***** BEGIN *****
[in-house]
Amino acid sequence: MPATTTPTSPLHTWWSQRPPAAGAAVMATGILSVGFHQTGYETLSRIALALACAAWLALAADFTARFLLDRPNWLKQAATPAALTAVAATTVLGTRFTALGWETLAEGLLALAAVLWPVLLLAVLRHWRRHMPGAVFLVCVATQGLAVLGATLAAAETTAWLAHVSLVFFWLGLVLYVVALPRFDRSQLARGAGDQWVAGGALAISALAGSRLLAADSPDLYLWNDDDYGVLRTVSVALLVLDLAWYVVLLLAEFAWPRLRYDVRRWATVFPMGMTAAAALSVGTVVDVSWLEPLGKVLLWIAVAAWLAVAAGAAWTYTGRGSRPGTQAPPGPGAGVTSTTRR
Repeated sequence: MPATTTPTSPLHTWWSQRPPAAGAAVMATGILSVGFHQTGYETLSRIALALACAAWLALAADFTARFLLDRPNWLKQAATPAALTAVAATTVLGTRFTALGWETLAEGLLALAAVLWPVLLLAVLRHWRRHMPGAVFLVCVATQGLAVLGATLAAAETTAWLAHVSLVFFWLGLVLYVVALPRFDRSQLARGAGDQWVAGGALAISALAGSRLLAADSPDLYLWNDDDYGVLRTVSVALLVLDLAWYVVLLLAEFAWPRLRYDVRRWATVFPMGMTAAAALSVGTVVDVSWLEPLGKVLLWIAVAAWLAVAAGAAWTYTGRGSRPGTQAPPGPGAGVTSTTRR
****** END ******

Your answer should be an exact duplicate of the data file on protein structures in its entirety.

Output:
[in-house]
Amino acid sequence: MPATTTPTSPLHTWWSQRPPAAGAAVMATGILSVGFHQTGYETLSRIALALACAAWLALAADFTARFLLDRPNWLKQAATPAALTAVAATTVLGTRFTALGWETLAEGLLALAAVLWPVLLLAVLRHWRRHMPGAVFLVCVATQGLAVLGATLAAAETTAWLAHVSLVFFWLGLVLYVVALPRFDRSQLARGAGDQWVAGGALAISALAGSRLLAADSPDLYLWNDDDYGVLRTVSVALLVLDLAWYVVLLLAEFAWPRLRYDVRRWATVFPMGMTAAAALSVGTVVDVSWLEPLGKVLLWIAVAAWLAVAAGAAWTYTGRGSRPGTQAPPGPGAGVTSTTRR
Repeated sequence: MPATTTPTSPLHTWWSQRPPAAGAAVMATGILSVGFHQTGYETLSRIALALACAAWLALAADFTARFLLDRPNWLKQAATPAALTAVAATTVLGTRFTALGWETLAEGLLALAAVLWPVLLLAVLRHWRRHMPGAVFLVCVATQGLAVLGATLAAAETTAWLAHVSLVFFWLGLVLYVVALPRFDRSQLARGAGDQWVAGGALAISALAGSRLLAADSPDLYLWNDDDYGVLRTVSVALLVLDLAWYVVLLLAEFAWPRLRYDVRRWATVFPMGMTAAAALSVGTVVDVSWLEPLGKVLLWIAVAAWLAVAAGAAWTYTGRGSRPGTQAPPGPGAGVTSTTRR